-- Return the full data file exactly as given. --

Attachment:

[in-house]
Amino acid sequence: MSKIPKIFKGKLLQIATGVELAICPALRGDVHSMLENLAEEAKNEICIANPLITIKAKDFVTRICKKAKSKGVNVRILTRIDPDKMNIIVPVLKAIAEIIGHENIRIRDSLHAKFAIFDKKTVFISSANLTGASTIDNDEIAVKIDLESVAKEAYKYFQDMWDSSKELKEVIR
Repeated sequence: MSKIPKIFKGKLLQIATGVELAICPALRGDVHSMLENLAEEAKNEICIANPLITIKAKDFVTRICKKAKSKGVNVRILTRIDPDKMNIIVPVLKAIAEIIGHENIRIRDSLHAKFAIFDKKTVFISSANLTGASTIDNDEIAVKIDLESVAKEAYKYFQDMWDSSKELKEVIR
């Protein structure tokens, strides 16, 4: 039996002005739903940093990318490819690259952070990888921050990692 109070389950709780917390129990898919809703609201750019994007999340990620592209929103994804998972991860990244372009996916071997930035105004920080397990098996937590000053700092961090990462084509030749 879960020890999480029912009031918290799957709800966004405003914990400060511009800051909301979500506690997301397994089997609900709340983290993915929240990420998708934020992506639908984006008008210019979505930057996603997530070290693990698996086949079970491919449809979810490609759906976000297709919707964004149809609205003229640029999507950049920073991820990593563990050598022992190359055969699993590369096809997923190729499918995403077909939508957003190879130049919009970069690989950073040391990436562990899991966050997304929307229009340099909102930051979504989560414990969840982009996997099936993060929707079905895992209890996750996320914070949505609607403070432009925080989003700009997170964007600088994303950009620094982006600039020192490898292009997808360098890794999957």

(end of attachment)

[in-house]
Amino acid sequence: MSKIPKIFKGKLLQIATGVELAICPALRGDVHSMLENLAEEAKNEICIANPLITIKAKDFVTRICKKAKSKGVNVRILTRIDPDKMNIIVPVLKAIAEIIGHENIRIRDSLHAKFAIFDKKTVFISSANLTGASTIDNDEIAVKIDLESVAKEAYKYFQDMWDSSKELKEVIR
Repeated sequence: MSKIPKIFKGKLLQIATGVELAICPALRGDVHSMLENLAEEAKNEICIANPLITIKAKDFVTRICKKAKSKGVNVRILTRIDPDKMNIIVPVLKAIAEIIGHENIRIRDSLHAKFAIFDKKTVFISSANLTGASTIDNDEIAVKIDLESVAKEAYKYFQDMWDSSKELKEVIR
């Protein structure tokens, strides 16, 4: 039996002005739903940093990318490819690259952070990888921050990692 109070389950709780917390129990898919809703609201750019994007999340990620592209929103994804998972991860990244372009996916071997930035105004920080397990098996937590000053700092961090990462084509030749 879960020890999480029912009031918290799957709800966004405003914990400060511009800051909301979500506690997301397994089997609900709340983290993915929240990420998708934020992506639908984006008008210019979505930057996603997530070290693990698996086949079970491919449809979810490609759906976000297709919707964004149809609205003229640029999507950049920073991820990593563990050598022992190359055969699993590369096809997923190729499918995403077909939508957003190879130049919009970069690989950073040391990436562990899991966050997304929307229009340099909102930051979504989560414990969840982009996997099936993060929707079905895992209890996750996320914070949505609607403070432009925080989003700009997170964007600088994303950009620094982006600039020192490898292009997808360098890794999957």